This androgyny in double-reversal, allows for some very pointed crudity.  Yet, at times, a more ethereal androgyne was proposed, characterised by sexual uncertainty of a Neoplatonic sort (see Chapter 2 for what I mean).  Touches of this philosophical aspect exist in A Midsummer Night’s Dream, but it is mainly the schism between the reality of a boy in the first Elizabeth’s reign and a boy of the second Elizabeth’s reign that I meant to highlight. Back then, a boy grew up quickly or he did not grow up at all.  Children who survived infancy and could walk and talk were set to work or were sent to school.  They were protected neither from the knowledge of sex – many of them grew up in one room with their parents – nor from experiencing it.  The point must finally be made that even the most ignorant person in Shakespeare’s age knew that these brilliant young actors were boys.

Most of us now will need Eric Partridge’s Shakespeare’s Bawdy: A Literary & Psychological Essay and a Comprehensive Glossary (London: Routledge & Kegan Paul, 1986 [1947]) simply to have any hope of understanding the crudeness of the bawdry that the characters fire off at bewildering speed throughout the texts that I study, among many others.  What was transparent in the lexis to Elizabethan and Jacobean audiences of four centuries ago is almost completely obscure to us now?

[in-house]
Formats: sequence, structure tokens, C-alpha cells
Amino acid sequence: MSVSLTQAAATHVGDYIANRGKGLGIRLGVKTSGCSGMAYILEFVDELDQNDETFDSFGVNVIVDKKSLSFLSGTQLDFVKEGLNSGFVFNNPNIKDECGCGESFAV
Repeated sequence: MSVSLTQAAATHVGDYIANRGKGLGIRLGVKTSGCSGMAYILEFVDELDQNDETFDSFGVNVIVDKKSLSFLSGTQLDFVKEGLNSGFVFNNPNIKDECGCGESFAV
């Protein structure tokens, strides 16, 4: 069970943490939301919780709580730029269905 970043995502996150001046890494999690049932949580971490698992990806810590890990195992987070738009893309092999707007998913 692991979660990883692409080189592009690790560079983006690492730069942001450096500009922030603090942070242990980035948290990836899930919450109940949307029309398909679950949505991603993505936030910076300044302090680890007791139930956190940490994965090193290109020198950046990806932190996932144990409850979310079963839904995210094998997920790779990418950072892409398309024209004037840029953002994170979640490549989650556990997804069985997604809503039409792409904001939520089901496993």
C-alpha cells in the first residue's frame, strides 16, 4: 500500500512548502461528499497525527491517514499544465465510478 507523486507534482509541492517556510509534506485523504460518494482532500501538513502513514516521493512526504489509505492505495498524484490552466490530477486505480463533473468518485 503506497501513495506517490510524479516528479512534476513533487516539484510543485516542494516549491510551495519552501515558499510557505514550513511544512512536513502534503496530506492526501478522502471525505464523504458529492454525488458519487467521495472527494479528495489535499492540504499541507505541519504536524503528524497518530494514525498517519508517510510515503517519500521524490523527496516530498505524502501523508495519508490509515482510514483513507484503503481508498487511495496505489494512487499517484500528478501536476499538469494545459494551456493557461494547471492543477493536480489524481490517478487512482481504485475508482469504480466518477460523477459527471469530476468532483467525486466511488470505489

Hence my thesis, which is a decoding of the obscurities and, more to the point, an explanation of the second part of my title. That is to say: Forbidden Discourse.  Why is this discourse now forbidden?  Because it seeks to say that the boy of four centuries ago may not realistically be compared with the boy of now. Then, no boy with an unbroken voice – be he born high or low – was thought to have been harmed or ruined or abused by his taking part in comedic bawdry of the kind that was required by Shakespeare’s very young actors of then.  Though it is historically true that some of the boys went on acting female parts into young manhood; the major part of the evidence is overwhelming that the boy actors of the golden age of Shakespeare were truly boys, in both voice and appearance. Yet an essential part of the forbiddenness of this discourse is that, if you were to try and stage a performance of, particularly, As You Like It or Twelfth Night now – using boys with unbroken voices – the theatre would be closed, and the director would be arrested on the first night.  Yet this is only true if the audience were to understand the jokes!  Me, I think that there would be enough blue-noses in those audiences to close the performance down, were it to be done really well.